There has been quite a bit of interesting commentary recently from industry experts concerning Atari, its future direction and its problems. Atari, in its current incarnation, has gone through so many changes and employees that you might find it hard to remember them all. "Revolving door", the "Grand Central station" of employment - both are phrases used recently by industry experts.
Nicholas Lovell has written an interesting piece on Activision (see gamasutra), which bears some similarities with the situation Atari currently finds itself in. Atari seems to be moving away from AAA titles to smaller projects including social and mobile gaming releases where development costs are lower and where the risk is reduced. Now Nicholas warns that Activision is running down its old IP , and in many ways Atari are doing the same although the vast majority of their IP is much older. In order to succeed surely there has to be a combined strategy of new key AAA titles whilst using the social and gaming markets for titles that wouldn't necessarily make it in conventional retail. Of course there is plenty of scope also for using these rapidly expanding markets as a crossover point for the big AAA titles. EA are doing it, you can play Dragon Age on your Xbox 360 then play a Dragon Age branded game on Facebook. Of course it doesn't compare to the real thing but it serves to generate additional revenue and , perhaps more importantly, bring the Dragon Age franchise to a huge market at relatively low cost and hopefully inspire people to go out and buy the full priced game for the console or PC - plus buy all that value added DLC.
Breathing new life to a classic Atari title is always going to be risky. Many people have very fond memories of their time growing up with their Atari 2600 or Atari 8-bit. The Atari consoles and computers had a huge catalog of killer titles and many would rather stick with their memories rather than see a game they were (and still are) very fond of be resurrected for the Xbox 360 or PS3 - only to see the whole thing be handled very badly.
Star Raiders is a classic example of a massive franchise opportunity handled very badly. When Atari broke the news that it was to be re-released the vast majority of Atari enthusiasts were excited and couldn't wait. Sadly, the end result was a game that didn't look too bad but when it came to playing it most found themselves turning off their Xbox 360 and digging out the old Atari 800 from the attic.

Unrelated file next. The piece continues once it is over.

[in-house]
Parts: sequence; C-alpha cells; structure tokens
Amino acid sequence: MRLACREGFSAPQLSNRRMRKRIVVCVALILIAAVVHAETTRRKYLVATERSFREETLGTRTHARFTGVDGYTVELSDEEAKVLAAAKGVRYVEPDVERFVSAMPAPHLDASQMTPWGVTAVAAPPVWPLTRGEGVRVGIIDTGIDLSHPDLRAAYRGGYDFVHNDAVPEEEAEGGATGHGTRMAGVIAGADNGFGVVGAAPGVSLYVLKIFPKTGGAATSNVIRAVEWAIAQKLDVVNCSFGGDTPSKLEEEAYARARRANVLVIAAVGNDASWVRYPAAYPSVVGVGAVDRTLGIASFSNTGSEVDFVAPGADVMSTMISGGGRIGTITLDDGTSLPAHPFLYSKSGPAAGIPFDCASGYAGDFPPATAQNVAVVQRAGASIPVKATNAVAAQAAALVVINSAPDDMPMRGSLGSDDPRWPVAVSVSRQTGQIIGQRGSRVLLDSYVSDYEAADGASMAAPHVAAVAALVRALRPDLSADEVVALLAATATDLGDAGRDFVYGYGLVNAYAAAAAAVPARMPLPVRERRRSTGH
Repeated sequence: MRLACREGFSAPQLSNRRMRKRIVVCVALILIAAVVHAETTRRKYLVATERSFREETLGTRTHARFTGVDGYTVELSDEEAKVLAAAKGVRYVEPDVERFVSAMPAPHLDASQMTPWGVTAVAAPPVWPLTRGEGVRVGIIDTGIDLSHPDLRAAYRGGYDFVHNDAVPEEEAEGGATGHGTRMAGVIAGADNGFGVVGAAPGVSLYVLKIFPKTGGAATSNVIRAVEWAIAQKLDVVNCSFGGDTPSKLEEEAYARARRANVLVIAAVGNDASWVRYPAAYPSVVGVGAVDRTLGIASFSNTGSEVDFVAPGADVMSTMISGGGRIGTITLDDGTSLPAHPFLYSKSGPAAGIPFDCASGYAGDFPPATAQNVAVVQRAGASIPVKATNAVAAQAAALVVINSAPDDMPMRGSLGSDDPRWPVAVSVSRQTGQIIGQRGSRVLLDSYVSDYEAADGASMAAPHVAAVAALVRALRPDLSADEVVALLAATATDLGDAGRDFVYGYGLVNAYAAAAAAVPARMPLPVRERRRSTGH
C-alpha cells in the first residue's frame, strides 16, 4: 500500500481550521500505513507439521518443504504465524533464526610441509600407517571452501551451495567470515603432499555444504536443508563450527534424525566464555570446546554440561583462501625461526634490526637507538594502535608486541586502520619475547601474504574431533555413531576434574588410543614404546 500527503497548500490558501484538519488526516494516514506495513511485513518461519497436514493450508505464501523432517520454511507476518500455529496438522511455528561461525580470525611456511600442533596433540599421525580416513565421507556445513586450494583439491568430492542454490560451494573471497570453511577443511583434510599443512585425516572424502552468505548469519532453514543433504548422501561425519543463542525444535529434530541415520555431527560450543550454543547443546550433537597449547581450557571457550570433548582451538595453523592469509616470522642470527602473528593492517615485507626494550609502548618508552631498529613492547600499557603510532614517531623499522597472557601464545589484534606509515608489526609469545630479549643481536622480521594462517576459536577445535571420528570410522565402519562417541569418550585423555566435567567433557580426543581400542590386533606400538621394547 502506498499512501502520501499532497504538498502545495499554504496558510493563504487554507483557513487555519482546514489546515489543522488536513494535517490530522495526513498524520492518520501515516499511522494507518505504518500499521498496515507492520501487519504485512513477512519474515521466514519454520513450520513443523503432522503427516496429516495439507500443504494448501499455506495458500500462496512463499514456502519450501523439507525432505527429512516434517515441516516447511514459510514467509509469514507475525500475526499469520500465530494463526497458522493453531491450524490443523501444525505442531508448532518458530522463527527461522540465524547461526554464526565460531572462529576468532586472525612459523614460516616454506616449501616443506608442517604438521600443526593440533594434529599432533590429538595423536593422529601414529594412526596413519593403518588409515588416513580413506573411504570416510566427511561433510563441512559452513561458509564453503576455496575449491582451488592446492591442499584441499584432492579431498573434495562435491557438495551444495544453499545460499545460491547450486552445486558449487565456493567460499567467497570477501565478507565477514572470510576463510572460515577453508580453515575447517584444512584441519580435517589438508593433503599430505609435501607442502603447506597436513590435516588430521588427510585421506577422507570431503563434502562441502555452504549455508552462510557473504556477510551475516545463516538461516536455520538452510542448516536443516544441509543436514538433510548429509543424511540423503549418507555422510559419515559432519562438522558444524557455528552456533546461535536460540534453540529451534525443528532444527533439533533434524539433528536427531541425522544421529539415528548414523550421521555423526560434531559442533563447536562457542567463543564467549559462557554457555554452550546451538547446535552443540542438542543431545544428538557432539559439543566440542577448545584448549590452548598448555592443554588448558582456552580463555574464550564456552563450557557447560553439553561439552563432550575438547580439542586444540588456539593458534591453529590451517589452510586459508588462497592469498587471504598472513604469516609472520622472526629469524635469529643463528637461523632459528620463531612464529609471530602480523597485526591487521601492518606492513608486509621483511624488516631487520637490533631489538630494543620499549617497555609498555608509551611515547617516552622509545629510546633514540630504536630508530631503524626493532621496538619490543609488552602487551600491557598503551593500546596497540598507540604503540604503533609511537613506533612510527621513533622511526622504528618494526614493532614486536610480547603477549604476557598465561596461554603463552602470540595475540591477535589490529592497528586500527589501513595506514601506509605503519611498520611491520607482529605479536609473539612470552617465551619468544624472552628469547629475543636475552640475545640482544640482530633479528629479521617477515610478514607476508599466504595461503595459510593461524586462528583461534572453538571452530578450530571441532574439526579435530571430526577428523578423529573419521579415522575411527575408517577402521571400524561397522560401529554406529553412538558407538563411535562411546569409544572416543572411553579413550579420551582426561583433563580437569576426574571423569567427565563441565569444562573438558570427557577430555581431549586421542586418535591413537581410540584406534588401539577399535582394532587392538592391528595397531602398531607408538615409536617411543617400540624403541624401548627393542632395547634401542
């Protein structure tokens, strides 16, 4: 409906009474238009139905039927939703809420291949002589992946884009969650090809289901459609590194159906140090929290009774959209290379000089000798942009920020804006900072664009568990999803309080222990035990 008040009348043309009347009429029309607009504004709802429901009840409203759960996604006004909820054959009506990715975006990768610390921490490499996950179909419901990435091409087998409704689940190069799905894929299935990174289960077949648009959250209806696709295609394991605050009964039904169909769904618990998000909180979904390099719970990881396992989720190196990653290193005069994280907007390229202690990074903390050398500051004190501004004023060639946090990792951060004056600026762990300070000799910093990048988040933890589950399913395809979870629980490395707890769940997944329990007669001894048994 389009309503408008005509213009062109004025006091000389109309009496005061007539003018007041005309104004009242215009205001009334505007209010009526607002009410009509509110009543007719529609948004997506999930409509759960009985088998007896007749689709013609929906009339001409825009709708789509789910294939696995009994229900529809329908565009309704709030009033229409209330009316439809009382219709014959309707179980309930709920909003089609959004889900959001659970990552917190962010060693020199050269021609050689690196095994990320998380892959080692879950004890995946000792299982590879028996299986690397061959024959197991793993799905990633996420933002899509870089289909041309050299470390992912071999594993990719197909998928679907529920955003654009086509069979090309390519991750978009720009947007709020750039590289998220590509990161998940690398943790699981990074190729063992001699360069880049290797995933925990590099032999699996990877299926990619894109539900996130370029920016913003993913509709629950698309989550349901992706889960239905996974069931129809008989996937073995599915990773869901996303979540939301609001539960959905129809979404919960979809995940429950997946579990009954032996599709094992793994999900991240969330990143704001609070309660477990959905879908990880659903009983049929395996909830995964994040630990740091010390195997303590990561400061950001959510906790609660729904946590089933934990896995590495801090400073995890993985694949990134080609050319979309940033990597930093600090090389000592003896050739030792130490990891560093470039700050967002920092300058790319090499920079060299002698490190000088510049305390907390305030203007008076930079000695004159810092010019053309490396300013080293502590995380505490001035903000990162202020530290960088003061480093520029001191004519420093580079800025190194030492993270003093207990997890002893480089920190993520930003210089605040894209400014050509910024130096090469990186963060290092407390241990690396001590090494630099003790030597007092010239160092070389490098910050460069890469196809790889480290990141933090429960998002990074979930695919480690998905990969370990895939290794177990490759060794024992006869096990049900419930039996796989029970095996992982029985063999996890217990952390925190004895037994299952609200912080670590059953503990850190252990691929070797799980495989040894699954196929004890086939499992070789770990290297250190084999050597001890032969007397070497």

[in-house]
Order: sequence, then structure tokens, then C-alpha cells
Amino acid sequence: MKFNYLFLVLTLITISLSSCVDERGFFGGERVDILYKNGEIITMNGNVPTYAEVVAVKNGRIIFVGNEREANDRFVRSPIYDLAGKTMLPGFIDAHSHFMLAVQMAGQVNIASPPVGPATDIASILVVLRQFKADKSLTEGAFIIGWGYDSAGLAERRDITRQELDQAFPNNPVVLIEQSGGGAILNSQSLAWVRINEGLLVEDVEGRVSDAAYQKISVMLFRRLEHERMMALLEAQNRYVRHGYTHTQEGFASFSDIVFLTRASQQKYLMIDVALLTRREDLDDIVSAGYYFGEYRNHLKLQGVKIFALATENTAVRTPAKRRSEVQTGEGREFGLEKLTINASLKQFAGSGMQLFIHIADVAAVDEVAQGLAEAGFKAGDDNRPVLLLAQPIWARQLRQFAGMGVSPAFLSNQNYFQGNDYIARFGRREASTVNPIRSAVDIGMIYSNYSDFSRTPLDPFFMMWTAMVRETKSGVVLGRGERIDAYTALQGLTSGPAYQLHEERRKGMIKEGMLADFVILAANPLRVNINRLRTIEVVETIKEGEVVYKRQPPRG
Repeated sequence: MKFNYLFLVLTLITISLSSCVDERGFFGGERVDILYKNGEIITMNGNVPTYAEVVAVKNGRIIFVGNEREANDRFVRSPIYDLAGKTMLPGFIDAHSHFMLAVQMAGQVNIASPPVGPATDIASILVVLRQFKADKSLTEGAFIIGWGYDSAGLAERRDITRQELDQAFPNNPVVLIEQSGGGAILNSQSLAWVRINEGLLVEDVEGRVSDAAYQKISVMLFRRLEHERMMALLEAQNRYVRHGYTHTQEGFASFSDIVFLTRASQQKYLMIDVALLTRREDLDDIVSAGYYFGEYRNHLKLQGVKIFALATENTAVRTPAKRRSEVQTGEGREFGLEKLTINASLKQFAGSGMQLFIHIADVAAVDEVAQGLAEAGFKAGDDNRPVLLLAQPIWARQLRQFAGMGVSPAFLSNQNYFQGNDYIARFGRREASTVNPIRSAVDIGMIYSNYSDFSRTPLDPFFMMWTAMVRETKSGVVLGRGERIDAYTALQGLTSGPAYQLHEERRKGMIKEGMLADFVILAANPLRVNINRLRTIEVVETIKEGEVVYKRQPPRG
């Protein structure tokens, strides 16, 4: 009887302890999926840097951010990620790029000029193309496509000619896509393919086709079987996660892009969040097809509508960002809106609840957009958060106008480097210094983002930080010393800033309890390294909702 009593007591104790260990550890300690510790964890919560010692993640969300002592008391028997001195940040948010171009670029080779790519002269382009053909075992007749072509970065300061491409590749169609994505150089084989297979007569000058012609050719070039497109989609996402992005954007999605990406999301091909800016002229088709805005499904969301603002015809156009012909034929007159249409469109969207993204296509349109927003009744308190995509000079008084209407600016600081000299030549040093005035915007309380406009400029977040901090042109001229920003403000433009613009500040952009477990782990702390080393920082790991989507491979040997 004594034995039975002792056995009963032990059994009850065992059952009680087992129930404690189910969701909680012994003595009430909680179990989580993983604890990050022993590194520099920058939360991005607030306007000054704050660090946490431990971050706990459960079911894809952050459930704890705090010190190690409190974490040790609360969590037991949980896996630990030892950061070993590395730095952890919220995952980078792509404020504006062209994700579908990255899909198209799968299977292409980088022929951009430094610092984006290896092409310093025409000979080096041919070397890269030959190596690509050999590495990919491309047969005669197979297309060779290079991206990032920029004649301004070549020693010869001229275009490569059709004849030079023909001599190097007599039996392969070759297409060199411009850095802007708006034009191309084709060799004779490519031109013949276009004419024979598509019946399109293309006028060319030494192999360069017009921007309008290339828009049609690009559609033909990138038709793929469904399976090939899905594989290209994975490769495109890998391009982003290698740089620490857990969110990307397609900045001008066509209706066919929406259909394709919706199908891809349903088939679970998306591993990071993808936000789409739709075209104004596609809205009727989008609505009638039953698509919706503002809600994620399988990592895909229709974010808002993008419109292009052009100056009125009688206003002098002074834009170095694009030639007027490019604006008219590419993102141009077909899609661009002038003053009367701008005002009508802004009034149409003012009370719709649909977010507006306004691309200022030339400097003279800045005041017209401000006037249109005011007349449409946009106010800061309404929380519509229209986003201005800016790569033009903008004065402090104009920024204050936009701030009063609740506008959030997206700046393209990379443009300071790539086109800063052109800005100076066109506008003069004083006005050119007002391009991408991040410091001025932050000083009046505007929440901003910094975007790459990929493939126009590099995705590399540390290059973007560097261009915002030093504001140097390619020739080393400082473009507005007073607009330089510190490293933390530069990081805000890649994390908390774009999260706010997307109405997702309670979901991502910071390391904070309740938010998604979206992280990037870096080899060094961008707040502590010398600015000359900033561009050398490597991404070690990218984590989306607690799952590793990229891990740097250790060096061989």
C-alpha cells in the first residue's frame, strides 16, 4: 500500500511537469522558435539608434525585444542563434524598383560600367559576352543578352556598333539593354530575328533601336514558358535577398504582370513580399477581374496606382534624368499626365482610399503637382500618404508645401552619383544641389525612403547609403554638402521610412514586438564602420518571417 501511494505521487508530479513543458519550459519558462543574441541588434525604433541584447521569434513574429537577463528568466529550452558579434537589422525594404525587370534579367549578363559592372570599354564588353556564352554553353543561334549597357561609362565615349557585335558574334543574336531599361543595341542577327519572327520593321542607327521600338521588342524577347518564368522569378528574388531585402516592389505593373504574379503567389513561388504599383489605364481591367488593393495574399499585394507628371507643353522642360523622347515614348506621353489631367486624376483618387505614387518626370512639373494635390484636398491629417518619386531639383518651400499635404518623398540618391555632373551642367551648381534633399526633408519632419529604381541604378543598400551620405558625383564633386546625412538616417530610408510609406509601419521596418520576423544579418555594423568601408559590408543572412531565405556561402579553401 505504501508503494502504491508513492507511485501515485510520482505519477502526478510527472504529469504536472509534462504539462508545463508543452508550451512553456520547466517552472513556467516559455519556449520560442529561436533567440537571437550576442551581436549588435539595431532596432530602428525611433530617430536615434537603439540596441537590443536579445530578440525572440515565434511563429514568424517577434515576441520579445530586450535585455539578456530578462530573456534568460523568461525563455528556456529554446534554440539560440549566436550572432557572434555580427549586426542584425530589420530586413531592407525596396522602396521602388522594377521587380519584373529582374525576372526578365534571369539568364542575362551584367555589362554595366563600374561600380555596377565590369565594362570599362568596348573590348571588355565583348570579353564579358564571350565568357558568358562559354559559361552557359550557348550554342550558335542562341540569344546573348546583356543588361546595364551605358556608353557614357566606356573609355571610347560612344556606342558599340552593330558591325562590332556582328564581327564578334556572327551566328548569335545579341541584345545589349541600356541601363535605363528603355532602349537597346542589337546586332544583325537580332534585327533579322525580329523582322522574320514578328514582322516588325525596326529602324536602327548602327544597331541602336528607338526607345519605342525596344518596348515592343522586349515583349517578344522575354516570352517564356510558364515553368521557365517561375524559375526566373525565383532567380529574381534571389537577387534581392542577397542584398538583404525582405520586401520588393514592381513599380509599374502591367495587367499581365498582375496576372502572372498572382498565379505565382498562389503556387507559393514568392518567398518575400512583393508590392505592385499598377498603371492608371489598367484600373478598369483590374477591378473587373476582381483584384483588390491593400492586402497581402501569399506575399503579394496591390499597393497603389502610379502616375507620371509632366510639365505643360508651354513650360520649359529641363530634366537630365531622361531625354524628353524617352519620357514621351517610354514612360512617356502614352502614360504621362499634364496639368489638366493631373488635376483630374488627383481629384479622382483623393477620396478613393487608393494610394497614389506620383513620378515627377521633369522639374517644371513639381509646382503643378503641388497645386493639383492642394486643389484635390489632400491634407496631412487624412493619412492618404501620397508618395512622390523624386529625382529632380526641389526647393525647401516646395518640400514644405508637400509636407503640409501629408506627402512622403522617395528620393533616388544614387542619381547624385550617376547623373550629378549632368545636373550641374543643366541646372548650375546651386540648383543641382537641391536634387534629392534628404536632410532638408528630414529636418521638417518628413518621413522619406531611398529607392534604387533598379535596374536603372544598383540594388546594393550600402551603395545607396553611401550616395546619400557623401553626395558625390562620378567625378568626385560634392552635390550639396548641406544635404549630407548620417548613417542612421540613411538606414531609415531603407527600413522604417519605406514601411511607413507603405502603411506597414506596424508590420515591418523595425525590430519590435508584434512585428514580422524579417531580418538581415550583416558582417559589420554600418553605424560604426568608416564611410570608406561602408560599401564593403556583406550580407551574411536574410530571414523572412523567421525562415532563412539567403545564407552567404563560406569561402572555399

The recent Dungeons & Dragons: Daggerdale was another opportunity to use a decent franchise and drive revenue. Leaving the whole fiasco with Hasbro to one side (both sides seem to have kissed and made up), many gamers have complained that the game is buggy, customer support has been lacking and at least one reviewer has branded the title an "unmitigated disaster". The developer responsible (Bedlam Games) appear to have effectively closed with most staff on the street under "temporary layoffs" and without severance pay. Most of those affected appear to have already moved on.
Whilst Atari has a vast and aging IP which they can tap into, it should be a case of quality not quantity when considering titles for a revamp. For fans of the brand there would probably be nothing better than to see new, AAA quality titles appearing for the current generation consoles under the Atari brand.
When I say "probably be nothing better", I refer to the fact that many brand loyalists would also like to see a new Atari branded next generation console - but we have to be realistic here folks, Atari is in no position to do that.
Some recent decisions have been made out of economic necessity - that is understandable, but Atari shouldn't lose sight of those new AAA titles. Star Raiders is just one example of a franchise that has been wasted, let's hope Atari get things right moving forward.